I have a love/hate relationship with these sort of days as it usually means:

1) No students are around

2) I have marking to do

3) I can find other work to do

4) I have projects to works on

5) I can remember other things I want to work on (planning) when I shoudl be marking

6) I get depressed at reading bad assignments.

7) I think about writing more on this blog

So that’s my day

Tonight I am lecturing my last class for semester.  Funnily enough one of the issues I want to raise at the end of class is the end of creation.   That is why this post is titled the end at the end.

Pentecostalism is historically described as a millenial movement and while that may be true for aspects of its early days in America it may not be so true now globally.

So why do we talk about the end so much in theology?  Is it because we want the end to come?  Is it because we want hope? Is it because we are bored now?

Tonight I will be presenting that how we see the future affects how we live and that is why we talk about it.  The future impacts our present.  I’ll be interested to see how it will go.

So how does the future impacting the present affect your life?

It continues to amaze my students, and to some extent me, how much the Spirit of God can speak through the Bible and through preaching.  I find even writing this blog seems to have some impact on people as God seems to speak to them through their reading of it.

The question I want to think about today is not if the Spirit speaks of Jesus through sermons, the Bible and blogs, but what sort of speaking do we hear?

You see I heard a powerful sermon on Saturday on issues of social justice.  Numerous people I know are making different choices because of what they heard.  Is this going to be lasting change?  I am not sure yet.  But even my four and a half year old super son this morning was told by my wonderful wife there are people in the world today who went to bed hungry and woke up hungry and therefore we were not wasting their money on us eating out tonight.  This is a different response to the usual, no we are not doing it.

The speaking of God to us is not so much about a word that is new and fresh to us, though these do occur occasionally, but a word that reminds us of his Son and how we are to be like Him in the midst of living our lives.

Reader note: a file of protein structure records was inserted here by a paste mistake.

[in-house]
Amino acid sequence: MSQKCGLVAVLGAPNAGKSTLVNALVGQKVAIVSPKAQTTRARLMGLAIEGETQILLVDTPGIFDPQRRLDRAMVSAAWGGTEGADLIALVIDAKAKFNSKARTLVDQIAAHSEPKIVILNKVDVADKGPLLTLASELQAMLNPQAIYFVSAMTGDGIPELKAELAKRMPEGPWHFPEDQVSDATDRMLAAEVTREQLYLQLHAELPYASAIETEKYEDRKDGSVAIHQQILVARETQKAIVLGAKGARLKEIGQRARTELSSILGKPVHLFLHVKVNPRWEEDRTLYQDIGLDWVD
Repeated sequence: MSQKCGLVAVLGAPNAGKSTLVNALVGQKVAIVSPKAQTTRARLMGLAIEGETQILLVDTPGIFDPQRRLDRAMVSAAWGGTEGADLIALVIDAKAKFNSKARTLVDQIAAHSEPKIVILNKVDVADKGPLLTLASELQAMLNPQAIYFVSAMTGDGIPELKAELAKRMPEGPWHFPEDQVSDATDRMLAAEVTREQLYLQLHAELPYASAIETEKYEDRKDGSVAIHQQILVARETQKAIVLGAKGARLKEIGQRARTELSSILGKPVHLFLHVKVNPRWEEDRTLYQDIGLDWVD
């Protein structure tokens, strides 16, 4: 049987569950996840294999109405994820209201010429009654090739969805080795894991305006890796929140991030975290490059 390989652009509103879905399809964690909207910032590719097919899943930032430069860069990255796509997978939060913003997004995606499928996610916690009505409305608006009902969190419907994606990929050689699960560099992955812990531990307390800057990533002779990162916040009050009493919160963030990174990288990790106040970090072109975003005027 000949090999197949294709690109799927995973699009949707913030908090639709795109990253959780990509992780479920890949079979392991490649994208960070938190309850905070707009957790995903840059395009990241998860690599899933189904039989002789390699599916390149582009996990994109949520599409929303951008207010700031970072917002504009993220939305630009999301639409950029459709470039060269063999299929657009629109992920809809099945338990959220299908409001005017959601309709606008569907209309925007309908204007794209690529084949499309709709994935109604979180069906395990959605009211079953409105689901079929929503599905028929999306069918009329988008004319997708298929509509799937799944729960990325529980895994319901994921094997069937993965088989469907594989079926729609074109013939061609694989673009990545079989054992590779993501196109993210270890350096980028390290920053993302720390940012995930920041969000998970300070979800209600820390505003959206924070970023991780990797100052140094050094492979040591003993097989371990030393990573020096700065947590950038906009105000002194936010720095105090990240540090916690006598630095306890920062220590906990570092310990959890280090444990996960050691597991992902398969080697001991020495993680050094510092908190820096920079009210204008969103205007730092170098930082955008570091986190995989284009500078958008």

Yesterday I mentioned turmoil, tumult is also a good word.  In no way was it supposed to be a reflection of the governments comments on Victoria University though it captures that issue well. A prophetic word?  No just learning to be wise like Jesus is.

The Spirit speaks of Jesus, are you listening?

I have been in a few colleges that have had turmoil for a season.  I will remember to this day, from many years back, one of my co-workers saying “Do we have a commitment that the changes we make to the course, which will regroup staff will be worked out regardless of current structure?”  The room was dumbfounded and yet generally supportive especially as we saw the fact that some of the least liked staff would all be sharing a common room.

Change is common in academia.  At the moment in Victoria numerous universities are downsizing.  I am glad I am not working for them.  Some of the turmoil is change of direction, things like the Bradley review have people nervous hoping that better things will come.

In the end as in any job there are days that have more turmoil than not.  Today has been turmoil for me.

So what’s your day been like?


David Morgan, lecturer, theologian, husband, father and blogger.
May 2018